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Experts seek keys to marginal bone maintenance

by: Daniel van Steenberghe

Some of the best minds in the field reach consensus, reporting their findings at Europerio 7.

Experts Seek Keys to Marginal Bone Maintenance

An independent multidisciplinary working group tackles the issue and calls for greater scientific enquiry into bone management.

The long-term survival of endosseous intra-oral implants has become a public health issue in recent years inasmuch as tens of millions of patients now have one or more of these implants.

To ensure implant survival and restorative longevity, the maintenance of marginal bone around these implants is a significant element of treatment and consequently should be the subject of conscientious scientific follow-up. Progressive bone loss may lead to insufficient anchorage, significant infections and even the loss of the implant, after all.

In order to address the issue of bone maintenance in a scientific and clinically documented manner, Nobel Biocare proposed that an international group of experts be assembled last year, and asked me to moderate the group. Our brief: to thoroughly review the current state of knowledge in this area, and to propose how to proceed in the future. Thus the Working Group on “Treatment options for the maintenance of marginal bone around endosseous oral implants” was born.

Eight experts join working group

Eight independent scientists and clinicians joined the Working Group from the very beginning and have made valuable contributions ever since: Marco Esposito (IT), Björn Klinge (SE), Jörg Meyle (DE), Andrea Mombelli (CH), Eric Rompen (BE), Tom Van Dyke (US), Hom-Lay Wang (US), and Arie-Jan van Winkelhoff (NL).

All of these renowned authorities joined the group under the proviso that they would be willing to participate on an independent, pro bono basis. For several months last year, they reviewed the literature on marginal bone from the perspective of their own fields of study, which include investigational methodology, oral and maxillofacial surgery, periodontology, immunology, biomaterials, oral physiopathology, oral rehabilitation, and microbiology.

After exchanging their review papers, the members of the group met in September for two days at the Karolinska Institut in Stockholm, where the Nobel Assembly chooses the prestigious Nobel Prize laureate in Physiology or Medicine each year. Björn Klinge served as host.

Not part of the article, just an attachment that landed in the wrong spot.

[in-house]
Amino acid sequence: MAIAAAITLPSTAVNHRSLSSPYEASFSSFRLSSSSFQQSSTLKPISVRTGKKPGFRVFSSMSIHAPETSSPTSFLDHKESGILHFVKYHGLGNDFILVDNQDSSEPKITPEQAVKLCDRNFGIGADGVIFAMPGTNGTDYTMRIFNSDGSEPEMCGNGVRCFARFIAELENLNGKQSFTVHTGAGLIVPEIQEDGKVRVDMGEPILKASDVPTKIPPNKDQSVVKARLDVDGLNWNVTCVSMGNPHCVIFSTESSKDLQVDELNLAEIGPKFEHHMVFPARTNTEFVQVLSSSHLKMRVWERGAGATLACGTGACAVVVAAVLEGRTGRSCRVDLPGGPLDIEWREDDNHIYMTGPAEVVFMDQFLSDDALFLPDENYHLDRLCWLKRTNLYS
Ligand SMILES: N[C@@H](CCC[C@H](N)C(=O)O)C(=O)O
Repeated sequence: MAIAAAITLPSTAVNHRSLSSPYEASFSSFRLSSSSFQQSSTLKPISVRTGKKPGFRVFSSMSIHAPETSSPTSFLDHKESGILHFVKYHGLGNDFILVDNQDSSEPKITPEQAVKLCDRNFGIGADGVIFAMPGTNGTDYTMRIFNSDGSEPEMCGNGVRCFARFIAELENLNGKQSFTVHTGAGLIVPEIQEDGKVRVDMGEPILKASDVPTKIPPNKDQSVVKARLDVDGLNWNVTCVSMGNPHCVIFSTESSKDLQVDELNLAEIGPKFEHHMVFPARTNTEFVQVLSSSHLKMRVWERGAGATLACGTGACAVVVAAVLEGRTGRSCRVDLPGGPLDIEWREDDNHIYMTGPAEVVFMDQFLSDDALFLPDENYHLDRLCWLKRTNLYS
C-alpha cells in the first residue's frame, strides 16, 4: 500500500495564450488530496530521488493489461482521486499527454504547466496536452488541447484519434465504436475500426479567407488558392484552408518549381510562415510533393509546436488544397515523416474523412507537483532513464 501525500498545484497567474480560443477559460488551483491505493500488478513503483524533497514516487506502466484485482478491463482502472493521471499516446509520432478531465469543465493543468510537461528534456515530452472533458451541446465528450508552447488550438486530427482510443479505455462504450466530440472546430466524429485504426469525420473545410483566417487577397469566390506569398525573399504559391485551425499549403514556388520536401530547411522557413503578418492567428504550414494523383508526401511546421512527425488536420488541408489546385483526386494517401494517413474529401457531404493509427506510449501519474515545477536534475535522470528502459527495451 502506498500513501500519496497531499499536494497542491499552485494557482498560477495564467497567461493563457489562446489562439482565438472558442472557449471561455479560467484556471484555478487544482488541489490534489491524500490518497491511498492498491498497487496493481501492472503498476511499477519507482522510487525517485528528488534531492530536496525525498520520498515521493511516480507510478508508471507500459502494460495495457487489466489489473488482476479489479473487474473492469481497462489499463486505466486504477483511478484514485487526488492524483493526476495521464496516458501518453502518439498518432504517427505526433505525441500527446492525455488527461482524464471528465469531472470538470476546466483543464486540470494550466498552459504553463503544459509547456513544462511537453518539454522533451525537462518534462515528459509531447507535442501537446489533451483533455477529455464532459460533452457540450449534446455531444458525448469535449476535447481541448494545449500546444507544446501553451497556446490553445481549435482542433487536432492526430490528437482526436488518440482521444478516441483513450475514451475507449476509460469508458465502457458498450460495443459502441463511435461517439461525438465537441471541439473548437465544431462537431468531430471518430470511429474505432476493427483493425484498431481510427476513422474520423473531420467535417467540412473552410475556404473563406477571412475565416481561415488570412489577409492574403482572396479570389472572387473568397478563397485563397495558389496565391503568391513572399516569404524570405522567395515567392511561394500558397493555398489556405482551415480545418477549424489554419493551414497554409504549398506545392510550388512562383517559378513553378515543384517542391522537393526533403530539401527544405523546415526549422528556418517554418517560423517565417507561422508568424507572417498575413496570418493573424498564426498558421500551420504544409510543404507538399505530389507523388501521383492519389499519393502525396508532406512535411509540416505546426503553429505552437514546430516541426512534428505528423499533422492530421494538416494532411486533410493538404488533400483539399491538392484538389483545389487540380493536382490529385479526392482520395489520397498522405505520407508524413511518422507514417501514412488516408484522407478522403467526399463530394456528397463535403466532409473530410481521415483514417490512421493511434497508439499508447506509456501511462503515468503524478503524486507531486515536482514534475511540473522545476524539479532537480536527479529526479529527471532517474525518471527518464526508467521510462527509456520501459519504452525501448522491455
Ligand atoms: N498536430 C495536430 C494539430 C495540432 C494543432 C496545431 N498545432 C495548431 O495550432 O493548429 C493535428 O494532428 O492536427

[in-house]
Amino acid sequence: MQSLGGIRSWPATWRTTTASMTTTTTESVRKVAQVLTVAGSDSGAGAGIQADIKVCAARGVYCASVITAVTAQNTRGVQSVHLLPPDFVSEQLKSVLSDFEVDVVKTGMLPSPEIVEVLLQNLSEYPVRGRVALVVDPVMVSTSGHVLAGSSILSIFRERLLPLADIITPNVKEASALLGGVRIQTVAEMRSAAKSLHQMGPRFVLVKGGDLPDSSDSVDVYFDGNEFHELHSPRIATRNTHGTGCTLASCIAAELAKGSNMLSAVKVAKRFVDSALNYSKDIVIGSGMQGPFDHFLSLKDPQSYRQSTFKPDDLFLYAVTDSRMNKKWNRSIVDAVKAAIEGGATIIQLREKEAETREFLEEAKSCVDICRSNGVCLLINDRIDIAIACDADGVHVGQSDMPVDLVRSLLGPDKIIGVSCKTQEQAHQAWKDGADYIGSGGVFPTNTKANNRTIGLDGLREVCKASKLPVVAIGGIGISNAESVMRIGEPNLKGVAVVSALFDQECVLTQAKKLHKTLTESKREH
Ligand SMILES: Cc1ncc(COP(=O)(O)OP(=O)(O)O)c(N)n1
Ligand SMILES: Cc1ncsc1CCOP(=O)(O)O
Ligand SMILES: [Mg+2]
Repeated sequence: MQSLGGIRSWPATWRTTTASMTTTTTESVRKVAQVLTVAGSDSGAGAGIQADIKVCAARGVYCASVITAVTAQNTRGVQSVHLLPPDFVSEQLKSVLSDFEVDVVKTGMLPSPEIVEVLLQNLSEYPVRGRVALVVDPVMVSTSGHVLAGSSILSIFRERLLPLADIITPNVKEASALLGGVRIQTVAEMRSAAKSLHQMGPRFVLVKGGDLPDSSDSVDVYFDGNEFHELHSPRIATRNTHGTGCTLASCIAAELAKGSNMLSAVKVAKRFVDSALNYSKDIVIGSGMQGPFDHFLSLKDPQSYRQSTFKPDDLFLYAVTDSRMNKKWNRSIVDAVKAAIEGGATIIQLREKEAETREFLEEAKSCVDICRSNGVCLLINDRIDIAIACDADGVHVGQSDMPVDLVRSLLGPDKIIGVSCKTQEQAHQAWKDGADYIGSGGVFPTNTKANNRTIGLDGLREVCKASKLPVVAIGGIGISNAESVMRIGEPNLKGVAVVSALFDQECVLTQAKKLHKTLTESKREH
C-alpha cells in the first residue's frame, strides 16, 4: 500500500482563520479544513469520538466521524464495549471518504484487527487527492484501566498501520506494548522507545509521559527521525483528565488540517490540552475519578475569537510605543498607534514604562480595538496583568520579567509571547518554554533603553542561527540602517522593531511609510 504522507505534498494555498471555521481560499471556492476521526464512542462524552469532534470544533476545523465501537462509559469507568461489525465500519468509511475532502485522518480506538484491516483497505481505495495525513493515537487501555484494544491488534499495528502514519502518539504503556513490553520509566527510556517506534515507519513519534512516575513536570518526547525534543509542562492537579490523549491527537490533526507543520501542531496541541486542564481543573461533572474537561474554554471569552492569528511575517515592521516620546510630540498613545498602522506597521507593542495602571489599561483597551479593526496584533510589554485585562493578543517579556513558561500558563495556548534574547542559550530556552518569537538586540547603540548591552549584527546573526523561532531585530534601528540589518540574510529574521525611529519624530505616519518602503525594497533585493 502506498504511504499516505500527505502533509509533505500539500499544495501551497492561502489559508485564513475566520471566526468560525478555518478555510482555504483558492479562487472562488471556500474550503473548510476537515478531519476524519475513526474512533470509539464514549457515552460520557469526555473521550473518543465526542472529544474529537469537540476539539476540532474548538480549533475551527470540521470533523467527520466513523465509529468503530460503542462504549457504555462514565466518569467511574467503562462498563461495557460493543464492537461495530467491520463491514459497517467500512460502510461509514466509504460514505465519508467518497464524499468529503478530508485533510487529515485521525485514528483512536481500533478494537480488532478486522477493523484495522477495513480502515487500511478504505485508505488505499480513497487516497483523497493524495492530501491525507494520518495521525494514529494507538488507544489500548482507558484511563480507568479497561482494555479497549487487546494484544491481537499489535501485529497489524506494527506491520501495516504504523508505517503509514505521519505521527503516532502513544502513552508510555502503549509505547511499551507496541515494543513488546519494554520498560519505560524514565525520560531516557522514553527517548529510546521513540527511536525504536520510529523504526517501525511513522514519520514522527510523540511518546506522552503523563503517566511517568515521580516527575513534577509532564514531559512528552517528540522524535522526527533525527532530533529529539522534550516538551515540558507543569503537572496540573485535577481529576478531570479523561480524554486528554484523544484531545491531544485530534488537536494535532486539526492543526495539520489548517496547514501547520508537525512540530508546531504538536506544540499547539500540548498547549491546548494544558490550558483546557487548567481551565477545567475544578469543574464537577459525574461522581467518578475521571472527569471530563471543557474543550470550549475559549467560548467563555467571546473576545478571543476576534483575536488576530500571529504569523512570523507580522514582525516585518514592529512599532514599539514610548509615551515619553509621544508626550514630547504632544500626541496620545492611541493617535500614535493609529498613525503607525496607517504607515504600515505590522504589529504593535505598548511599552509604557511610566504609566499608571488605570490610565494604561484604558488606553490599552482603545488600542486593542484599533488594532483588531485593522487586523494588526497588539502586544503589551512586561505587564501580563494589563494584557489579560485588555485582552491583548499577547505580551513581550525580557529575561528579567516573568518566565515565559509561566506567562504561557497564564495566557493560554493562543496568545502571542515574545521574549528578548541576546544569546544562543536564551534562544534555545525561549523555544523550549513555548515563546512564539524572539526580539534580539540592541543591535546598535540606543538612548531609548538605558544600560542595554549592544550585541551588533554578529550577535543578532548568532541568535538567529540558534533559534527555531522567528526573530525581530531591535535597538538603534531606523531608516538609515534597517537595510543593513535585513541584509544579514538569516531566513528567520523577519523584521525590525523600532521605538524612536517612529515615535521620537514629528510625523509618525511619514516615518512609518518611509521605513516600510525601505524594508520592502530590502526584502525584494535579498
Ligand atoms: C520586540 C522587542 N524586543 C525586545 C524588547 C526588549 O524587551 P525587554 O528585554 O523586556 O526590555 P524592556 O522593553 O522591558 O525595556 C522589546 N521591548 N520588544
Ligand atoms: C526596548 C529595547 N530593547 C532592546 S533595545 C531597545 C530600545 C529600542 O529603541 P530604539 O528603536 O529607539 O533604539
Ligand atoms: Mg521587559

Nobel Biocare has very generously covered the Working Group’s travel expenses in good faith since its inception, and done so without intervening in any way in the discussions or demanding a quid pro quo of any sort. The company also provided a subsequent public discussion forum for the group at the Europerio 7 meetings in Vienna this June.

Revised review papers, consensus statements and clinical guidelines were published in their entirety in the interim between these two meetings in a single-topic supplement to the “European Journal of Oral Implantology” (2012, 1 supplement: 1–106).

Key causes of marginal bone loss addressed

The group identified a series of possible causes of marginal bone loss. These can be divided into two groups: those playing a role soon after implant insertion and those occurring at a (much) later stage.

Among the causes leading to marginal bone resorption soon after implant placement, surgical trauma (either by overheating or undue compression of the surrounding bone) is well documented. As Per-Ingvar Brånemark learned in his early studies of osseointegration, in order to prevent such unintended trauma, it is of the utmost importance to treat bone as a living tissue.

Other causes of resorption are less well documented, but are represented in the scientific literature nevertheless, and hardly in doubt. To give three examples: When implants are placed in jawbone with very limited bone volume, dehiscences often result, which leads to proximal bone resorption; although reluctantly reported, subgingival cement remnants generally result in substantial bone resorption; and too-deep placement of an implant can also provoke marginal bone loss.

At a later stage, several weeks or months after prosthesis installation, occlusal overload has been recognized as another potential cause of marginal bone loss. In situations like these, occlusal adjustments or other biomechanical interventions are called for to stabilize the bone.

Nowadays, a proclivity for optimizing esthetics—or even cosmetics—sometimes leads to repeated removal of the abutment. These disruptions of the connective tissue seal can result in bone loss.

The same applies to insufficient biological width. The colonization of the implant surfaces by bacterial biofilms has been associated with chronic inflammation of the marginal tissues and subsequent bone loss. A proper oral hygiene regimen is the appropriate response in circumstances such as these. Corrosion at the implant/abutment surface is scarcely documented, yet it remains another suspected cause of bone resorption.